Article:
Cavalier Poetry and Drama

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Further Reading

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Bush, Douglas. “Jonson, Donne, and Their Successors.” In English Literature in the Earlier Seventeenth Century 1600-1660, pp. 104-69. Oxford: Oxford University Press, 1945.

Traces the currents of Cavalier and metaphysical poetry in the seventeenth century.

Butler, Martin. “Lovers and Tyrants: Courtier Plays 1637-42.” In Theatre and Crisis 1632-1642, pp. 55-83. Cambridge: Cambridge University Press, 1984.

Rejects popular notions about English drama in the decade before the closure of the theaters.

Deneef, A. Leigh. “The Courtly Ceremonial.” In “This Poetick Liturgie”: Robert Herrick's Ceremonial Mode, pp. 69-108. Durham, N.C.: Duke University Press, 1974.

Analyzes the ceremonial mode in Herrick's courtly lyrics, focusing on either their ‘Cavalier’ or ‘functionary’ voice.

Hammond, Gerald. “Richard Lovelace and the Uses of Obscurity.” Proceedings of the British Academy 71 (1985): 203-34.

Attempts to remove Lovelace's poetry from the “Cavalier” classification by arguing that Lovelace's work embodies the major concerns of mid-seventeenth-century lyric poetry in England.

Harbage, Alfred. “The Cavalier Mode.” In Cavalier Drama: An Historical and Critical Supplement to the Study of the Elizabethan and Restoration Stage, pp. 28-47. New York: Russell & Russell, Inc., 1964.

Delineates the distinctive themes, characterization, and language of Cavalier plays.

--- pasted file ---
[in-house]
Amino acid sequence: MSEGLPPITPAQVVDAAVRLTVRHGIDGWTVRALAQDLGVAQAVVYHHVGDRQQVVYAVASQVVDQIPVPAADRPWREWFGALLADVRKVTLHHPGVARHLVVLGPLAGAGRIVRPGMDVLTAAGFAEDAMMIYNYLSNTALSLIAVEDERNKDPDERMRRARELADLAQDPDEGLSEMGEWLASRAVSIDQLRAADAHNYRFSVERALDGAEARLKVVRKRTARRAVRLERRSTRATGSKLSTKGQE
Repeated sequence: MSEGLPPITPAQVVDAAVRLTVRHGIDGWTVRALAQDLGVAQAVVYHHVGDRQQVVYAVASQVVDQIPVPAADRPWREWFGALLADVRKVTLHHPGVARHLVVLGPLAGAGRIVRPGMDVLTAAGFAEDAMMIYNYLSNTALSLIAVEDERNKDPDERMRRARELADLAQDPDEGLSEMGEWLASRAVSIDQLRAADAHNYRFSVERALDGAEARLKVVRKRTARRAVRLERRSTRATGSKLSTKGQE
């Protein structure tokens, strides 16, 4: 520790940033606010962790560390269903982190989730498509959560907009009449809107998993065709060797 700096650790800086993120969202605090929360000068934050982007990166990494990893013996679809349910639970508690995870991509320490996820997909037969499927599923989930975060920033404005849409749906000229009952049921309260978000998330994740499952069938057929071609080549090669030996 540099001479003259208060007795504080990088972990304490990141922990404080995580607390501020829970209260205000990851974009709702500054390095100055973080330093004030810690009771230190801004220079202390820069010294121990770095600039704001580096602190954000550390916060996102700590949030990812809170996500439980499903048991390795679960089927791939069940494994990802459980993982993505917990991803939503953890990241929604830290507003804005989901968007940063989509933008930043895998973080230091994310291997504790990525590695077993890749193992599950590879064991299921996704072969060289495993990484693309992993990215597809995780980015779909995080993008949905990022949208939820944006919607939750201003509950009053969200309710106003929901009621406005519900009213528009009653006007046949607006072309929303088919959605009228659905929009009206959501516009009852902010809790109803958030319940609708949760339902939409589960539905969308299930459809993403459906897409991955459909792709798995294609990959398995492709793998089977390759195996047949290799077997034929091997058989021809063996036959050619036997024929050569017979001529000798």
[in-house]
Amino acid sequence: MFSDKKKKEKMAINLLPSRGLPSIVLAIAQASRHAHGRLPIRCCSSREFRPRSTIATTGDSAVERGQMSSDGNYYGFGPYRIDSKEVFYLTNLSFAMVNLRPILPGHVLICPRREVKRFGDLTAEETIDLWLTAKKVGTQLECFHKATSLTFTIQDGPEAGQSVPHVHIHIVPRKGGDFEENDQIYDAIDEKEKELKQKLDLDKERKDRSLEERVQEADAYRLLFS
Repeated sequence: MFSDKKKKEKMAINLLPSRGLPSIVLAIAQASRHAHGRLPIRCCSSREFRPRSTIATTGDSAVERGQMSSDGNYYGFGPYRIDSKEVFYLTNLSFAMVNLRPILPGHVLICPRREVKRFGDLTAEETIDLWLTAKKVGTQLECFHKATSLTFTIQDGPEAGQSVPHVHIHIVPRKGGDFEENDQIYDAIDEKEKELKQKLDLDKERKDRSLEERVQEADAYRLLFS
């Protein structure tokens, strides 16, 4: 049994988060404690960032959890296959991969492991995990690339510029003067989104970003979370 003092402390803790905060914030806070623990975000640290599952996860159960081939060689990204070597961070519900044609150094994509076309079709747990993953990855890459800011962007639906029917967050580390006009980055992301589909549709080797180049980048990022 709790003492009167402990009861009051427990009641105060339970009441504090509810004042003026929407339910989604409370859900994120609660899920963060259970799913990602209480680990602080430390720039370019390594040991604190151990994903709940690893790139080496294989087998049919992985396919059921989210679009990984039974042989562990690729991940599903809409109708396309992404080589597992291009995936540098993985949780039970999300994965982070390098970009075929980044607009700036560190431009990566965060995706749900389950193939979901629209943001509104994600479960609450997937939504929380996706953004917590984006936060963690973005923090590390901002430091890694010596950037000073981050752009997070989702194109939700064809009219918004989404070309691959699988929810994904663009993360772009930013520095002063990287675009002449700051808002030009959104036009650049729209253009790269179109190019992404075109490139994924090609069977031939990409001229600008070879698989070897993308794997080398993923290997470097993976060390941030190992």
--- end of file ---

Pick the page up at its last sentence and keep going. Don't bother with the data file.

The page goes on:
Hartmann, Cyril Hughes. The Cavalier Spirit and Its Influence on the Life and Work of Richard Lovelace (1618-1658). New York: Haskell House Publishers Ltd., 1973, 158 p.

Explores the character and philosophy of the Cavaliers and pronounces Lovelace the “ideal Cavalier.”

Judkins, David C. “Recent Studies in the Cavalier Poets: Thomas Carew, Richard Lovelace, John Suckling, and Edmund Waller.” English Literary Renaissance 7, no. 2 (spring 1977): 243-58.

Bibliography focusing on, but not limited to, research published in the 1960s and 1970s.

Maclean, Hugh. Ben Jonson and the Cavalier Poets: Authoritative Texts, Criticism, edited by Hugh Maclean, New York: W. W. Norton & Company, Inc., 1974, 591 p.

Includes poems of eighteen different poets and extensive criticism.

Malcolmson, Cristina. “The Garden Enclosed/The Woman Enclosed: Marvell and the Cavalier Poets.” In Enclosure Acts: Sexuality, Property, and Culture in Early Modern England, edited by Richard Burt and John Michael Archer, pp. 251-69. Ithaca, N.Y.: Cornell University Press, 1994.

Considers Marvell's criticism of the Cavalier poets, which contends that they attempted to justify the pursuit of their desires as part of the natural order.

Miner, Earl. “The Good Life.” In The Cavalier Mode from Jonson to Cotton, pp. 43-99. Princeton, N.J.: Princeton University Press, 1971.

Examines Cavalier poetry in the context of seventeenth-century ideas about the pursuit of pleasure and morality.

Rando, Sharon Sanders. “‘On My First Sonne’: The Aesthetic Radical of Cavalier Poetry.” Concerning Poetry 9, no. 1 (spring 1976): 27-30.

Regards Ben Jonson's funeral tribute to his son as “representative of the finest in Cavalier poetry.”

Skelton, Robin. Introduction to The Cavalier Poets, edited by Robin Skelton, pp. 21-30. New York: Oxford University Press, 1970.

Discusses the prevailing themes of the Cavaliers and why their importance and influence has generally been undervalued by critics.

Summers, Joseph H. “Gentlemen of the Court and of Art: Suckling, Herrick, and Carew.” In The Heirs of Donne and Johnson, pp. 41-75. New York: Oxford University Press, 1970.

Explains how the Cavaliers advanced the new ideal of gentlemanly behavior.

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Criticism: Major Figures